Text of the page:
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Knights didn’t cheat when activating Stone for NHL playoffs

Here we go again. The loophole.

Silly charges of cheating.

Folks getting all heated about another team’s moves as the NHL playoffs commence.

Mark Stone will take the ice for the Golden Knights in Game 1 of their postseason series against Winnipeg on Tuesday night at T-Mobile Arena.

It means the team’s captain was activated off Long-Term Injured Reserve after missing three months following a second back surgery. It means a huge boost for the Knights.

One many (see lots and lots of Winnipeg fans right about now ) question for its fairness.

It’s the rule

Things basically go like this: Teams can put a player on LTIR and use his salary cap hit to acquire other players. They can then activate the injured player for the playoffs, when there is no salary cap.

One such case came two years ago, when Lightning star Nikita Kucherov missed the entire season before returning for the playoffs and a Stanley Cup run. In that instance, Tampa Bay featured a lineup that would have been $18 million over the cap when Kucherov was re-inserted.

Chicago also played the game with Patrick Kane in 2015, using his cap hit to acquire multiple players before Kane returned and helped the Blackhawks win a third Stanley Cup in six years.

This is also true: What the Golden Knights and others have done is totally within the rules.

If you don’t like it, change them.

“I can’t speak to other (situations), but with Mark Stone, he had back surgery and there was just as likely a chance his career was at risk as there was he’d be back for the playoffs,” said Knights general manager Kelly McCrimmon. “To suggest this was orchestrated and timed out is inaccurate and disrespectful to Mark and the organization.”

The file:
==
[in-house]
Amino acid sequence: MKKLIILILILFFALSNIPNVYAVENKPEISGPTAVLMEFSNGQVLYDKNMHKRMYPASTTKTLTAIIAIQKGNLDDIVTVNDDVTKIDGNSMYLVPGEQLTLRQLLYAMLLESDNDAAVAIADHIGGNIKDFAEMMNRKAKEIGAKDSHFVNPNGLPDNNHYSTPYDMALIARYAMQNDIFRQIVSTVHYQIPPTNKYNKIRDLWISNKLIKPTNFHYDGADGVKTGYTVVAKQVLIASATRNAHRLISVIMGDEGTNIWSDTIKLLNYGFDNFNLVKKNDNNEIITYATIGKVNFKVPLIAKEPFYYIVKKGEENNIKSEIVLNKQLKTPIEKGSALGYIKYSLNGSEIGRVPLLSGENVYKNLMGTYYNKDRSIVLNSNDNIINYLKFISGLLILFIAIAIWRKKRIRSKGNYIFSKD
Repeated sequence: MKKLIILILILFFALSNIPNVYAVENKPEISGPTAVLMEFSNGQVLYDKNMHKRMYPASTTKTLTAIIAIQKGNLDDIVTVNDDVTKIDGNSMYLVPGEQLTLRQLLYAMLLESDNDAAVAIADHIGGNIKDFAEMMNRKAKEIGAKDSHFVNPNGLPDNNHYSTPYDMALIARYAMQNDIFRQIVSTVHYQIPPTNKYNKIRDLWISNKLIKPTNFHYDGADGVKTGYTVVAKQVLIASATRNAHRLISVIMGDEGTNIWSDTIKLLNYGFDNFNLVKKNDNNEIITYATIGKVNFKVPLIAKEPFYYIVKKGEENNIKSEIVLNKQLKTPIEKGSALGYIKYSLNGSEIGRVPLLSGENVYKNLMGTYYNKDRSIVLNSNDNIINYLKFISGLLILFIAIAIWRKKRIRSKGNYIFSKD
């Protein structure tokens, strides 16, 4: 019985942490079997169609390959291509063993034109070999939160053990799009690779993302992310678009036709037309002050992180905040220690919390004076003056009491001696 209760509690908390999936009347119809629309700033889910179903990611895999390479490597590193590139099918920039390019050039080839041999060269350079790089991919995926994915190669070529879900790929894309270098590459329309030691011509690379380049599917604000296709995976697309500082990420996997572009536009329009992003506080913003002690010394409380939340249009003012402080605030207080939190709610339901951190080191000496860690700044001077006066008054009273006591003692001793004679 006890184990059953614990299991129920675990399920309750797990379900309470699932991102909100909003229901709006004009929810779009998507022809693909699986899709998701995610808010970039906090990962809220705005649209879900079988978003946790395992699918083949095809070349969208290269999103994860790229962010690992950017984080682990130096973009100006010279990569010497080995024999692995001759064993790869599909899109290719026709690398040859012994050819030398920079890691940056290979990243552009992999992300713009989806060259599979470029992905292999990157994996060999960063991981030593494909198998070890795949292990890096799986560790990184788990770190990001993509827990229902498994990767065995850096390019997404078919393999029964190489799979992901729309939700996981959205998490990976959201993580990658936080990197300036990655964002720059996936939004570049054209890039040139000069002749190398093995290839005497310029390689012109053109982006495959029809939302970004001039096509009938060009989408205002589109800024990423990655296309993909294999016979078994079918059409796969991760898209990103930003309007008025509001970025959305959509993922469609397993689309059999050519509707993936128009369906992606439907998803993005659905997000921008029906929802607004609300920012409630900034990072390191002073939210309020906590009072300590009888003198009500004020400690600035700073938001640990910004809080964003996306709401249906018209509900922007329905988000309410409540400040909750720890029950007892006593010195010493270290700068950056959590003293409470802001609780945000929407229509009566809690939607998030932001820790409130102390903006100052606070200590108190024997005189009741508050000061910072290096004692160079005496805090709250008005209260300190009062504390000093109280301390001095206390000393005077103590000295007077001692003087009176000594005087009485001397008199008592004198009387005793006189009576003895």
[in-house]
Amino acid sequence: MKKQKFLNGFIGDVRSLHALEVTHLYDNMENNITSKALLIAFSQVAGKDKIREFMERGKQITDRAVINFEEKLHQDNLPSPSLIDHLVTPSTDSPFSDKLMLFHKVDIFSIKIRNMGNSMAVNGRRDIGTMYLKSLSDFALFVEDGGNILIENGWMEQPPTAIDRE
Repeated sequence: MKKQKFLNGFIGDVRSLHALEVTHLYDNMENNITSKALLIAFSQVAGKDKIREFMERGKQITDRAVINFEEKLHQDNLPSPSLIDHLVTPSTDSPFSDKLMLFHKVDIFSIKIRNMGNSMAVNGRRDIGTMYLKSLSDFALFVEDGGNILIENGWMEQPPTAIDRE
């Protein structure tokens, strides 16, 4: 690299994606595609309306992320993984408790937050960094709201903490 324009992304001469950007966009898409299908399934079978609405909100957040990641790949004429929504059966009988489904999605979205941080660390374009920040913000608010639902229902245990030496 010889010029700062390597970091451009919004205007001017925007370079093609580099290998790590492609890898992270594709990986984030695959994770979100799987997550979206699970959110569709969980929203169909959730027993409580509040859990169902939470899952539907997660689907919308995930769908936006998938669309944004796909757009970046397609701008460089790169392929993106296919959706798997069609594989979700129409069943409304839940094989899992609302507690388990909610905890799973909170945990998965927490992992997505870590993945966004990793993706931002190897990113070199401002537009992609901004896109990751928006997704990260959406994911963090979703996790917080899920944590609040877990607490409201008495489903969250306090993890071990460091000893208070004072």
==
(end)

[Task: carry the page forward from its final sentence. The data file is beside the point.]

Shouldn’t matter. I would take advantage of the LTIR rule until it’s no longer allowed. It’s one reason the league’s general managers have been against altering the statute. You never know when your own team might need such a move. Make it. It’s collectively bargained.

In McCrimmon’s view, this is no different than when teams remain cap compliant by having other teams agree to pay part of an acquired player’s salary. “But nobody complains about that,” he said. “And we’ve made those deals.”

Stone had back surgery. His second in eight months. This isn’t a sprained ankle. He also missed near half the season for a team that still won the Pacific Division and earned the No. 1 seed in the Western Conference.

The Knights are better with him. That’s obvious. But it’s not like they can’t succeed without him. He gives them a better chance to win it all. They’re also good enough to do so regardless.

They went 16-3-3 over their final 22 regular-season games.

This wasn’t even the original plan for Stone, who was injured Jan. 12. It was thought he could rehab and return after the All-Star break in February. But then he suffered a setback and things came to a head. A decision had to be made. Things were back to square one.

So he had a second surgery — different surgeon this time, different rehab schedule — and it took him three months to fully heal. It took four months the last time.

“Back surgeries are pretty significant,” McCrimmon said. “Had he come back after the (All-Star break) and played and three weeks later it failed, then you’re not talking about surgery until March. You’ve run out of racetrack. But we were able to get it done (Jan. 31) and now he’s able to play.”

It’s not changing

The league is on record saying it confirms the status of injuries and possible return dates at each trade deadline. That it checks medical records and has an independent medical expert validate details of them. That theirs is a detailed procedure when it comes to players and LTIR.

Translation: Things aren’t being altered any time soon.

For now, the Golden Knights understand the type of player and impact they have returning.

“It’s big factor for us,” said forward Jonathan Marchessault. “Not a lot of people have the gift of making everybody look better on the ice and that’s what (Stone) does. He makes us better everywhere on the ice. He’s a game-changer.”

I can hear Winnipeg fans booing now.

Ed Graney is a Sigma Delta Chi Award winner for sports column writing and be reached at egraney@reviewjournal.com. He can be heard on “The Press Box,” ESPN Radio 100.9 FM and 1100 AM, from 7 a.m. to 10 a.m. Monday through Friday. Follow @edgraney on Twitter

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